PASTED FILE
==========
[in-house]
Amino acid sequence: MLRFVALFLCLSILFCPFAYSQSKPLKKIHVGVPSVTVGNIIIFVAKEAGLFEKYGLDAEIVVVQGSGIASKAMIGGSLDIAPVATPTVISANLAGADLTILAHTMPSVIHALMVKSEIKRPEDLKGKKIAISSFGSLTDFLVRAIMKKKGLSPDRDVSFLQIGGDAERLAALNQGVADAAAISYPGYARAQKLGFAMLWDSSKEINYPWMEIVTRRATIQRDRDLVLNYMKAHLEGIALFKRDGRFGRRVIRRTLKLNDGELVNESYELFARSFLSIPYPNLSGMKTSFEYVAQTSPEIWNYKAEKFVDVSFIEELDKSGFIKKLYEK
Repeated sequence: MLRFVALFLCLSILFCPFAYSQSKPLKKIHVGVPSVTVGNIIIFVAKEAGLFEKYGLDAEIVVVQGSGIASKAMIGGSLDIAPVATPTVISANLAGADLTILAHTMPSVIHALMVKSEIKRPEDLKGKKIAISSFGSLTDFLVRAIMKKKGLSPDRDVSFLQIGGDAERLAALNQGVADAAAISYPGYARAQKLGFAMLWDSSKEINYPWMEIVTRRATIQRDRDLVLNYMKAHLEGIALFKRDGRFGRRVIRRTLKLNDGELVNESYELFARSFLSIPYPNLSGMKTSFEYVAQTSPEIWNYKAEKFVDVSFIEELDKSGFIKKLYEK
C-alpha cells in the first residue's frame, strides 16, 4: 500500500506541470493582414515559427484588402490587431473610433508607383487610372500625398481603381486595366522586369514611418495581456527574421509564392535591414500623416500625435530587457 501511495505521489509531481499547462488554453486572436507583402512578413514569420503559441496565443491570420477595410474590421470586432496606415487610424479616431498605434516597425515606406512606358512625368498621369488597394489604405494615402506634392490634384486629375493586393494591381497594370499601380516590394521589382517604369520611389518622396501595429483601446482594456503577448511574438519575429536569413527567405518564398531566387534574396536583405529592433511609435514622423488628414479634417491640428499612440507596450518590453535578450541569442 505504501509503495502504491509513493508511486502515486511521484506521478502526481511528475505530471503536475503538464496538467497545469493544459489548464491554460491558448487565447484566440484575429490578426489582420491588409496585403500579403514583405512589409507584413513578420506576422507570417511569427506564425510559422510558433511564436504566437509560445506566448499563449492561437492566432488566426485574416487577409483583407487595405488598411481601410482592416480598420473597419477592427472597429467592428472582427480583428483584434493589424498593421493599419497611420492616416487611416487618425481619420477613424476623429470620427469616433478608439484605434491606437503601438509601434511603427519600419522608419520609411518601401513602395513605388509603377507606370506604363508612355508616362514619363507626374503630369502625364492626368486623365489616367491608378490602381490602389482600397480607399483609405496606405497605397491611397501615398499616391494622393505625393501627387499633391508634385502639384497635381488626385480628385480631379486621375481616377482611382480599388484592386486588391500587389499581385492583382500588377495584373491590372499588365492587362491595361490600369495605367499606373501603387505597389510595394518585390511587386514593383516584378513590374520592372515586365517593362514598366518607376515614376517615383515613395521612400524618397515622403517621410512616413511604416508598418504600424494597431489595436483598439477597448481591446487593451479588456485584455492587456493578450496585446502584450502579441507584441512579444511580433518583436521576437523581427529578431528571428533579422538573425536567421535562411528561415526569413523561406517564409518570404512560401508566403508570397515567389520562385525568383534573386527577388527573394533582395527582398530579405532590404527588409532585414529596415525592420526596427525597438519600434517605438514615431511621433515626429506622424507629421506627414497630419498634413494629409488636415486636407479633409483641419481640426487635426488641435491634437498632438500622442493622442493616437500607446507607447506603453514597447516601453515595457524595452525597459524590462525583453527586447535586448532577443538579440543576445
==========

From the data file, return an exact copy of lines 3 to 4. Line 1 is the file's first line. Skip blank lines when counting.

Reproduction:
Repeated sequence: MLRFVALFLCLSILFCPFAYSQSKPLKKIHVGVPSVTVGNIIIFVAKEAGLFEKYGLDAEIVVVQGSGIASKAMIGGSLDIAPVATPTVISANLAGADLTILAHTMPSVIHALMVKSEIKRPEDLKGKKIAISSFGSLTDFLVRAIMKKKGLSPDRDVSFLQIGGDAERLAALNQGVADAAAISYPGYARAQKLGFAMLWDSSKEINYPWMEIVTRRATIQRDRDLVLNYMKAHLEGIALFKRDGRFGRRVIRRTLKLNDGELVNESYELFARSFLSIPYPNLSGMKTSFEYVAQTSPEIWNYKAEKFVDVSFIEELDKSGFIKKLYEK
C-alpha cells in the first residue's frame, strides 16, 4: 500500500506541470493582414515559427484588402490587431473610433508607383487610372500625398481603381486595366522586369514611418495581456527574421509564392535591414500623416500625435530587457 501511495505521489509531481499547462488554453486572436507583402512578413514569420503559441496565443491570420477595410474590421470586432496606415487610424479616431498605434516597425515606406512606358512625368498621369488597394489604405494615402506634392490634384486629375493586393494591381497594370499601380516590394521589382517604369520611389518622396501595429483601446482594456503577448511574438519575429536569413527567405518564398531566387534574396536583405529592433511609435514622423488628414479634417491640428499612440507596450518590453535578450541569442 505504501509503495502504491509513493508511486502515486511521484506521478502526481511528475505530471503536475503538464496538467497545469493544459489548464491554460491558448487565447484566440484575429490578426489582420491588409496585403500579403514583405512589409507584413513578420506576422507570417511569427506564425510559422510558433511564436504566437509560445506566448499563449492561437492566432488566426485574416487577409483583407487595405488598411481601410482592416480598420473597419477592427472597429467592428472582427480583428483584434493589424498593421493599419497611420492616416487611416487618425481619420477613424476623429470620427469616433478608439484605434491606437503601438509601434511603427519600419522608419520609411518601401513602395513605388509603377507606370506604363508612355508616362514619363507626374503630369502625364492626368486623365489616367491608378490602381490602389482600397480607399483609405496606405497605397491611397501615398499616391494622393505625393501627387499633391508634385502639384497635381488626385480628385480631379486621375481616377482611382480599388484592386486588391500587389499581385492583382500588377495584373491590372499588365492587362491595361490600369495605367499606373501603387505597389510595394518585390511587386514593383516584378513590374520592372515586365517593362514598366518607376515614376517615383515613395521612400524618397515622403517621410512616413511604416508598418504600424494597431489595436483598439477597448481591446487593451479588456485584455492587456493578450496585446502584450502579441507584441512579444511580433518583436521576437523581427529578431528571428533579422538573425536567421535562411528561415526569413523561406517564409518570404512560401508566403508570397515567389520562385525568383534573386527577388527573394533582395527582398530579405532590404527588409532585414529596415525592420526596427525597438519600434517605438514615431511621433515626429506622424507629421506627414497630419498634413494629409488636415486636407479633409483641419481640426487635426488641435491634437498632438500622442493622442493616437500607446507607447506603453514597447516601453515595457524595452525597459524590462525583453527586447535586448532577443538579440543576445